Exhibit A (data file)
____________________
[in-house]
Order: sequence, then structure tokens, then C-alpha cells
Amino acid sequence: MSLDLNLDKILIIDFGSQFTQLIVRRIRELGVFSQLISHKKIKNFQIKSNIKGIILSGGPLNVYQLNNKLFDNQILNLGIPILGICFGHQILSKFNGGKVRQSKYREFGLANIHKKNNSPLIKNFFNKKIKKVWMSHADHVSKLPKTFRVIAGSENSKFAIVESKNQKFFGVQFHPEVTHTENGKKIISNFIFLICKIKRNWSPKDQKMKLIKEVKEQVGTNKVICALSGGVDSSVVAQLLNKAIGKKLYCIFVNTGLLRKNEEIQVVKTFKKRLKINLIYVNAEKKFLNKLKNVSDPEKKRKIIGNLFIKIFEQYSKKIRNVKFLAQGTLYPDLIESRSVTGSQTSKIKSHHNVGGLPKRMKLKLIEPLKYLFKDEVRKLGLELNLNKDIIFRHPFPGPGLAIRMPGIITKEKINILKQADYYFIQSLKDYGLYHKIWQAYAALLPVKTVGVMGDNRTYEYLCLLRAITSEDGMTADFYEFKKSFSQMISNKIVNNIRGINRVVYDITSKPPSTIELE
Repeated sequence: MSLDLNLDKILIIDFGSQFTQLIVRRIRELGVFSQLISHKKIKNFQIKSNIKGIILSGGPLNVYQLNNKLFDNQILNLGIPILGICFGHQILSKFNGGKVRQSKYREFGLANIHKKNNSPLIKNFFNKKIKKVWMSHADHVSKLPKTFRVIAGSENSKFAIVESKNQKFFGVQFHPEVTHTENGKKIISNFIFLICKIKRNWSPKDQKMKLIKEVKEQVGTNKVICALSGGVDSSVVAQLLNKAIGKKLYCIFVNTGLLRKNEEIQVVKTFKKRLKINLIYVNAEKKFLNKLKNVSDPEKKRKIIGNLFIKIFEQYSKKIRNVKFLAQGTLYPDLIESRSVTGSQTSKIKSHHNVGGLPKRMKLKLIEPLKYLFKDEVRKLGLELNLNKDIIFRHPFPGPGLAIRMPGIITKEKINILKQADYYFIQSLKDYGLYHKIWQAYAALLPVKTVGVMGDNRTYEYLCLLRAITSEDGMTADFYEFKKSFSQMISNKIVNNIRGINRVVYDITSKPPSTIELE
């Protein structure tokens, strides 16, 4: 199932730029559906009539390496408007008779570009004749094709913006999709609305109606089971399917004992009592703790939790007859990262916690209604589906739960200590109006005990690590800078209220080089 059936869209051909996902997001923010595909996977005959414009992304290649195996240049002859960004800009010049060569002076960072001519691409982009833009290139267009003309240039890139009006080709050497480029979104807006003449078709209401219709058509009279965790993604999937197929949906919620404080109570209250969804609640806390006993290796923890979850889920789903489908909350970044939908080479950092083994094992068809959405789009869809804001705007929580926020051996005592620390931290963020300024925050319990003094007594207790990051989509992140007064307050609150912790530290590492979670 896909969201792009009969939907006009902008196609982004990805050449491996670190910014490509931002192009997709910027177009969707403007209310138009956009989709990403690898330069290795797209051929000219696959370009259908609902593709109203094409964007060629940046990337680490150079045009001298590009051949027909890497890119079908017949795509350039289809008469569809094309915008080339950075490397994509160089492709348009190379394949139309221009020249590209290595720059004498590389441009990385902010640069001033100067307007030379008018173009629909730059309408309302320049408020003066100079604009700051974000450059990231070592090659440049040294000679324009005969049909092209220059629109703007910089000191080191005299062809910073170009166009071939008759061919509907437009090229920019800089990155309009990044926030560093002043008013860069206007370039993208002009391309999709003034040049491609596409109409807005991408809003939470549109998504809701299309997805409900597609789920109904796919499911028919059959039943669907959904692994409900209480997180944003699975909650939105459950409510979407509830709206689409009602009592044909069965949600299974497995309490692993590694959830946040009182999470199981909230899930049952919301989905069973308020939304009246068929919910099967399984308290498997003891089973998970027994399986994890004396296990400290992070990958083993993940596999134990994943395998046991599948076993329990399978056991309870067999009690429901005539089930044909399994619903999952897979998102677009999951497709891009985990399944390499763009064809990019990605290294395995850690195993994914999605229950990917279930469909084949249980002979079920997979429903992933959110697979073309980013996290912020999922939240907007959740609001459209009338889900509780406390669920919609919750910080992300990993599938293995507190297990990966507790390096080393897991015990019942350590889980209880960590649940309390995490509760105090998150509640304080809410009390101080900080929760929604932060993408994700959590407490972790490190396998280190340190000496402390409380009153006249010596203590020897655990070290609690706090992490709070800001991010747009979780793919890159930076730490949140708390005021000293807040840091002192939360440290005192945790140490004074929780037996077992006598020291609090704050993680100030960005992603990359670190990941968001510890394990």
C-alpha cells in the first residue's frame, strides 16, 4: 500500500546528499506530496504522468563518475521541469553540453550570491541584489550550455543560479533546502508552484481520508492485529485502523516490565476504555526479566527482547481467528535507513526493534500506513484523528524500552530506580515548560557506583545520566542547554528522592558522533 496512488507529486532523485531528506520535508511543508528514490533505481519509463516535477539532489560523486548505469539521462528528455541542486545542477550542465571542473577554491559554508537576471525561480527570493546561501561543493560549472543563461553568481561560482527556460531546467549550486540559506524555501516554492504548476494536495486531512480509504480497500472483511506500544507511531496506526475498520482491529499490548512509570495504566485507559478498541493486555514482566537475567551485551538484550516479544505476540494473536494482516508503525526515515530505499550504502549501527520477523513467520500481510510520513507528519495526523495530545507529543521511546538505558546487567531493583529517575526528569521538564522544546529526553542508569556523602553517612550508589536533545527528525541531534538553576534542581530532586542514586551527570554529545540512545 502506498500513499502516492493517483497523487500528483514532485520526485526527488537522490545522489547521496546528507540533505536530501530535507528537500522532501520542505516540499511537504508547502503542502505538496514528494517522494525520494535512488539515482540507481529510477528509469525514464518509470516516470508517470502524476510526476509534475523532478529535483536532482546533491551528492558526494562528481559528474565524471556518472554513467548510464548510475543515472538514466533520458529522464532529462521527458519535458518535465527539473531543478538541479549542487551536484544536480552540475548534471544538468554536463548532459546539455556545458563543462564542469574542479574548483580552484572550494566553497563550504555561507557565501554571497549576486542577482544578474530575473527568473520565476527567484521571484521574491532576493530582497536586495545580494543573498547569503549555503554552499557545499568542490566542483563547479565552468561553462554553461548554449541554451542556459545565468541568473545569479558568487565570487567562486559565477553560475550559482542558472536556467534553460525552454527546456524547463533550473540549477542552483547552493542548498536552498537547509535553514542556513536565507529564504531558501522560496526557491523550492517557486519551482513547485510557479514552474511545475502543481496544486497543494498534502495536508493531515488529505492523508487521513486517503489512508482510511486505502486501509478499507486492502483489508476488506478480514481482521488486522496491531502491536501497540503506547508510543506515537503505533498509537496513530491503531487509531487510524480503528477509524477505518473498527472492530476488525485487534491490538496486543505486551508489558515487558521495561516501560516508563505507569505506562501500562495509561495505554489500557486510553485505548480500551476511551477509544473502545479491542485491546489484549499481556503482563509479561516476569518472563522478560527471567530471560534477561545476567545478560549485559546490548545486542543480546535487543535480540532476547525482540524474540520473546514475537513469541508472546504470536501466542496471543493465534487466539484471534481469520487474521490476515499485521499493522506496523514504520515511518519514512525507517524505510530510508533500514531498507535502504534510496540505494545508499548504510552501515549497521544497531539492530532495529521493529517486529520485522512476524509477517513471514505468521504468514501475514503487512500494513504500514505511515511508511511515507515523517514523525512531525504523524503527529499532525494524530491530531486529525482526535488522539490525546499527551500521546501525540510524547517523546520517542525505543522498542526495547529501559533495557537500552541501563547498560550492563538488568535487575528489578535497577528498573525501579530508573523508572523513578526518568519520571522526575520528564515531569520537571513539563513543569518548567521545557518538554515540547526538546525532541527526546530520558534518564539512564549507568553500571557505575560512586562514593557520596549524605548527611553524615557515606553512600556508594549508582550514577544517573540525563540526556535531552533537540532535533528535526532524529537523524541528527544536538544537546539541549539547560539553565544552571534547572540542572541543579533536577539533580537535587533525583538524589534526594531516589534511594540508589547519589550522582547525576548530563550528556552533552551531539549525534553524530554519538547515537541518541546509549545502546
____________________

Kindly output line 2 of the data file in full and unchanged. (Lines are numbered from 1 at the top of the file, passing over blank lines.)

Order: sequence, then structure tokens, then C-alpha cells